This week’s reading reminds us of our agricultural roots. Under God’s law, the land must not be overworked, hence a Sabbatical year is instructed for application in the Holy Land.

Until today, Jews keep these laws in Israel, and have also observed parallel and linked practices outside of the Holy Land.

The earliest Jewish communities in the New World of Sephardic descent have continued to farm the land in accordance with Torah principles of agriculture.

The law of freedom links the land to the people by instituting a return of land to its owners in the Jubilee year.

The Jubilee, or 50th year following seven times seven-year agricultural cycles, is proclaimed by the blasting of a horn which returns to full autonomy even the longest-serving
Hebrew servant.

The clarion call of freedom is so important that if the local authorities cannot arrange for the shofar to be blown, the command reverts to each individual, so that the entire country reverberates to the sound of freedom on that Yom Kippur, twice a century.

Apart from the land cultivation and personal freedom, property sales are affected by the Jubilee year, too.

In that year, all holdings of land return to the previous owner. This way, tribal allocations were preserved in the early part of the First Temple era and sales of land at that time were limited to a lease of years remaining up until the next Jubilee year only.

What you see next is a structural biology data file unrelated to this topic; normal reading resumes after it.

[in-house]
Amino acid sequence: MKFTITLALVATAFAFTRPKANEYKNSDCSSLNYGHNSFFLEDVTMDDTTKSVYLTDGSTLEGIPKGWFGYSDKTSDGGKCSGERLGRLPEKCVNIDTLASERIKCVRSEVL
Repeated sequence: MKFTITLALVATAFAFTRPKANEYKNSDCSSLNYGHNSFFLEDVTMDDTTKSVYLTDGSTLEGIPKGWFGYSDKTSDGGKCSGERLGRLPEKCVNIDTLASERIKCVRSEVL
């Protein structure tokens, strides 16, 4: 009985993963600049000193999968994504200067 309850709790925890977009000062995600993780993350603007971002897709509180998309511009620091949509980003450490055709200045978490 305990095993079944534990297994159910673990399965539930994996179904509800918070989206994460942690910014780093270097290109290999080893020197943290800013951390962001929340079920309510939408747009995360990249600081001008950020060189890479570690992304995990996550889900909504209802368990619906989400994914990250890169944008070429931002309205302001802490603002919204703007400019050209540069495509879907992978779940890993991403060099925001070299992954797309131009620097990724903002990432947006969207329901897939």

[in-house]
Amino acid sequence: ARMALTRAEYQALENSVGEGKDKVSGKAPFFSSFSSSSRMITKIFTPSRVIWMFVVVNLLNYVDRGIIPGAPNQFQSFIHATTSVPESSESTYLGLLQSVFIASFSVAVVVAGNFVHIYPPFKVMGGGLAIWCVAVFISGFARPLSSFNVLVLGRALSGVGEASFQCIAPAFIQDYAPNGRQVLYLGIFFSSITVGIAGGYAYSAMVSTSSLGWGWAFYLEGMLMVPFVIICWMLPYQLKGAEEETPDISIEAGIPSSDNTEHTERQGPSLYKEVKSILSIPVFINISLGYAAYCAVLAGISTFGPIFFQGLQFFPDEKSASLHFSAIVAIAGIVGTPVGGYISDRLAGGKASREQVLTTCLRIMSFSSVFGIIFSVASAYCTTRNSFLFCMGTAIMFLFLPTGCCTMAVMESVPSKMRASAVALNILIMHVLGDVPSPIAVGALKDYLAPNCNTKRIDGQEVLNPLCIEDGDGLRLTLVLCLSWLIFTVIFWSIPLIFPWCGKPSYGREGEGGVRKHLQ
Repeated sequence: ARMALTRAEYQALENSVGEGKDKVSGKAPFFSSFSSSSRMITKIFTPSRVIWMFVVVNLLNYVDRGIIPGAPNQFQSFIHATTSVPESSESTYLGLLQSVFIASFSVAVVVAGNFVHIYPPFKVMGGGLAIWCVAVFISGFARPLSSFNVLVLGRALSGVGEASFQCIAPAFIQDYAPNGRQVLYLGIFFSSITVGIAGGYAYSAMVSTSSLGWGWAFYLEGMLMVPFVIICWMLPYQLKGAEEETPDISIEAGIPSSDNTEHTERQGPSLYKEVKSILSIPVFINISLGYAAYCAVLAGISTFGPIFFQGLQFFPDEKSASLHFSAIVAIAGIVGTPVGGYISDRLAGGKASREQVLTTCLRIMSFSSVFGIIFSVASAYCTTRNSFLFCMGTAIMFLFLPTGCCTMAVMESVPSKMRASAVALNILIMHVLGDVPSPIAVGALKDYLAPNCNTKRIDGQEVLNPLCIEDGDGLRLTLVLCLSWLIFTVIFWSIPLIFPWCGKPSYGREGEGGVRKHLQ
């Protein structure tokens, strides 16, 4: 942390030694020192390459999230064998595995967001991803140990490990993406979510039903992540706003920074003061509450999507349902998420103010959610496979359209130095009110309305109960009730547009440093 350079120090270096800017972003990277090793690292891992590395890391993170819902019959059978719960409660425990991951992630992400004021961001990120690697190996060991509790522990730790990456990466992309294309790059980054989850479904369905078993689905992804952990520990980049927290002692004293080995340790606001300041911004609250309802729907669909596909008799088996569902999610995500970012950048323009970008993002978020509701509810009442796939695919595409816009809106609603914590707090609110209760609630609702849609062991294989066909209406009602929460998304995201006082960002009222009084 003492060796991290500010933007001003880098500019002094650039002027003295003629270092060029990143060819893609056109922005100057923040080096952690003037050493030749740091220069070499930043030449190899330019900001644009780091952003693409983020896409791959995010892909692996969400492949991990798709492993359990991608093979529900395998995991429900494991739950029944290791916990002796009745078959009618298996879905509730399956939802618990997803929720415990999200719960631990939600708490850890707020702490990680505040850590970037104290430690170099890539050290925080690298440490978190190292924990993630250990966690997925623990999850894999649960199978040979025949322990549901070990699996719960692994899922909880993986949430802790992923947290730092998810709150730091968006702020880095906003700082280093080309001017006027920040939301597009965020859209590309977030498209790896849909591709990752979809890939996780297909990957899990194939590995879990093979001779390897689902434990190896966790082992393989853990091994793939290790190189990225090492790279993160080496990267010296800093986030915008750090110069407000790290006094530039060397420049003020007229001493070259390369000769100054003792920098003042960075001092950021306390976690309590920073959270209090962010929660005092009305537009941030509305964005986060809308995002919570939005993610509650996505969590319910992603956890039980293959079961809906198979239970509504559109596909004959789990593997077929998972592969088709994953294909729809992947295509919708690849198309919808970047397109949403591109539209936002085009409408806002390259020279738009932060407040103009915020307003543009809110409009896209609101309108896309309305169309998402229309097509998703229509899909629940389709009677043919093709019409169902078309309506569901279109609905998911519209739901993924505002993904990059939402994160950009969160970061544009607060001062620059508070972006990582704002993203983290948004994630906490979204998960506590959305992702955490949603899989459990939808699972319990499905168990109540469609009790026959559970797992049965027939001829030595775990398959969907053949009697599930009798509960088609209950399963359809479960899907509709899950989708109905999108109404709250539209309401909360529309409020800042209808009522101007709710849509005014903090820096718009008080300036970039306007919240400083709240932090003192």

Thus, the land cannot be sold beyond reclaim, so as to protect the divine status of its ultimate ownership.

The fourth link that the land makes with us is with social welfare. If a landowner had to sell his land through poverty, his nearest relative should redeem what was sold, or return to
his holding by compensating the current holder for the expected profit he would expect to make in the years remaining before the next Jubilee year.

The next link is with city planning. Only open country which could be redeemed is sold by a poor landowner. Arable land in
enclosed, city-dwelling areas was not subject to redemption laws.

Care for the land moves us to care for others. The Torah instructs against Jews lending to their brethren on interest or holding any long-term debtor to any oppressive treatment.
Jews are furthermore obligated to relieve the stress of other Jews who become subservient to citizens from another religion.

The ethical commands discussed in this week’s reading culminate in the overarching principle that as Jews we should place freedom from oppression or subservience to other human beings as the highest spiritual value.

• Ariel Abel is rabbi at Liverpool Old Hebrew
Congregation